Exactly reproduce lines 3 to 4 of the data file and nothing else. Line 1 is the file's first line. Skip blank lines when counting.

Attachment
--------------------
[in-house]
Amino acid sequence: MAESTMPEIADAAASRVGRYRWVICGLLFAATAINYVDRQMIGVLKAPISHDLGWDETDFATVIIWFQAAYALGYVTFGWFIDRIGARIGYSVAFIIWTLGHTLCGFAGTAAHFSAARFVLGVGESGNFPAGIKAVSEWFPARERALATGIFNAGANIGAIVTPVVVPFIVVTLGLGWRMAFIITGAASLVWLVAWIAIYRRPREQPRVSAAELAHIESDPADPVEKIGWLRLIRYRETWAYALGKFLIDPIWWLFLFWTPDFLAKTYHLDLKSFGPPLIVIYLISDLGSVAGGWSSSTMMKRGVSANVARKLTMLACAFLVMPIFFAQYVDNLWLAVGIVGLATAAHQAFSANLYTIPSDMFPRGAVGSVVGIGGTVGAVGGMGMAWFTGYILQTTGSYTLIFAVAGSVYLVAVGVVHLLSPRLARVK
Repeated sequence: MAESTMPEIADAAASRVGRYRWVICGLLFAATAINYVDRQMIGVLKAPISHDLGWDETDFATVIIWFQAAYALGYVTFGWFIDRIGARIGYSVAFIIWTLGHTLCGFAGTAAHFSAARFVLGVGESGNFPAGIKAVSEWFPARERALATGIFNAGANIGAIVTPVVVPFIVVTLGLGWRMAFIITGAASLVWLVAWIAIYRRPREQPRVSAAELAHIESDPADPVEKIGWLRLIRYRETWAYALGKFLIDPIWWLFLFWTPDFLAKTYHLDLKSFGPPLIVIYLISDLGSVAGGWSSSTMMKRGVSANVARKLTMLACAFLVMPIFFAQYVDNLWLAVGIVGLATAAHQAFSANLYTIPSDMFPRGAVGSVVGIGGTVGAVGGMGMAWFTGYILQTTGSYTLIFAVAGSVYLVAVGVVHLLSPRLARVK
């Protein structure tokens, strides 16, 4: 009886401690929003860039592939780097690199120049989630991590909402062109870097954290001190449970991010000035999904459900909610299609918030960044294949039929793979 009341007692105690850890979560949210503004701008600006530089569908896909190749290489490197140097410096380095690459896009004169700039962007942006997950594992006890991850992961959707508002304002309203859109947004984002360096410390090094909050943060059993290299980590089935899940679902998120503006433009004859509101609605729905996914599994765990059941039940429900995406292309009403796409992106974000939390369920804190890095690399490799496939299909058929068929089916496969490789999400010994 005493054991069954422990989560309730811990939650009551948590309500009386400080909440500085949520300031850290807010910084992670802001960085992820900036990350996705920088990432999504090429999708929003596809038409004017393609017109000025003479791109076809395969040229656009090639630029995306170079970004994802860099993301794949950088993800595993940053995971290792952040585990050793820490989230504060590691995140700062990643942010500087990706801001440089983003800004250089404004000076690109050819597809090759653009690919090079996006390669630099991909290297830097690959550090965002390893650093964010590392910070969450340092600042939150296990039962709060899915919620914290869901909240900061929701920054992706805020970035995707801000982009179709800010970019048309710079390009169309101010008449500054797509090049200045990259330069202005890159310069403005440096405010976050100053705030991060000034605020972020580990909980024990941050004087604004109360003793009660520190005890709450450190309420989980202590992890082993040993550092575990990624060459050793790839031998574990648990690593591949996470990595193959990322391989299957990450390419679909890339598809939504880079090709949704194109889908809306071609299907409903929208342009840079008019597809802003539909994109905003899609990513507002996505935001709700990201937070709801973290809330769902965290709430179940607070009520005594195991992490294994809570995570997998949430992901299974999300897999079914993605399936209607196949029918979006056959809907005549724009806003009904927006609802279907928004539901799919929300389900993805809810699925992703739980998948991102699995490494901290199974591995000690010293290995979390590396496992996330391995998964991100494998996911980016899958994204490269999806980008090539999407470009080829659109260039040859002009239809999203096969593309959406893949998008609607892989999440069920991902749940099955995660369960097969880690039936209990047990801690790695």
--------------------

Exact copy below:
Repeated sequence: MAESTMPEIADAAASRVGRYRWVICGLLFAATAINYVDRQMIGVLKAPISHDLGWDETDFATVIIWFQAAYALGYVTFGWFIDRIGARIGYSVAFIIWTLGHTLCGFAGTAAHFSAARFVLGVGESGNFPAGIKAVSEWFPARERALATGIFNAGANIGAIVTPVVVPFIVVTLGLGWRMAFIITGAASLVWLVAWIAIYRRPREQPRVSAAELAHIESDPADPVEKIGWLRLIRYRETWAYALGKFLIDPIWWLFLFWTPDFLAKTYHLDLKSFGPPLIVIYLISDLGSVAGGWSSSTMMKRGVSANVARKLTMLACAFLVMPIFFAQYVDNLWLAVGIVGLATAAHQAFSANLYTIPSDMFPRGAVGSVVGIGGTVGAVGGMGMAWFTGYILQTTGSYTLIFAVAGSVYLVAVGVVHLLSPRLARVK
């Protein structure tokens, strides 16, 4: 009886401690929003860039592939780097690199120049989630991590909402062109870097954290001190449970991010000035999904459900909610299609918030960044294949039929793979 009341007692105690850890979560949210503004701008600006530089569908896909190749290489490197140097410096380095690459896009004169700039962007942006997950594992006890991850992961959707508002304002309203859109947004984002360096410390090094909050943060059993290299980590089935899940679902998120503006433009004859509101609605729905996914599994765990059941039940429900995406292309009403796409992106974000939390369920804190890095690399490799496939299909058929068929089916496969490789999400010994 005493054991069954422990989560309730811990939650009551948590309500009386400080909440500085949520300031850290807010910084992670802001960085992820900036990350996705920088990432999504090429999708929003596809038409004017393609017109000025003479791109076809395969040229656009090639630029995306170079970004994802860099993301794949950088993800595993940053995971290792952040585990050793820490989230504060590691995140700062990643942010500087990706801001440089983003800004250089404004000076690109050819597809090759653009690919090079996006390669630099991909290297830097690959550090965002390893650093964010590392910070969450340092600042939150296990039962709060899915919620914290869901909240900061929701920054992706805020970035995707801000982009179709800010970019048309710079390009169309101010008449500054797509090049200045990259330069202005890159310069403005440096405010976050100053705030991060000034605020972020580990909980024990941050004087604004109360003793009660520190005890709450450190309420989980202590992890082993040993550092575990990624060459050793790839031998574990648990690593591949996470990595193959990322391989299957990450390419679909890339598809939504880079090709949704194109889908809306071609299907409903929208342009840079008019597809802003539909994109905003899609990513507002996505935001709700990201937070709801973290809330769902965290709430179940607070009520005594195991992490294994809570995570997998949430992901299974999300897999079914993605399936209607196949029918979006056959809907005549724009806003009904927006609802279907928004539901799919929300389900993805809810699925992703739980998948991102699995490494901290199974591995000690010293290995979390590396496992996330391995998964991100494998996911980016899958994204490269999806980008090539999407470009080829659109260039040859002009239809999203096969593309959406893949998008609607892989999440069920991902749940099955995660369960097969880690039936209990047990801690790695």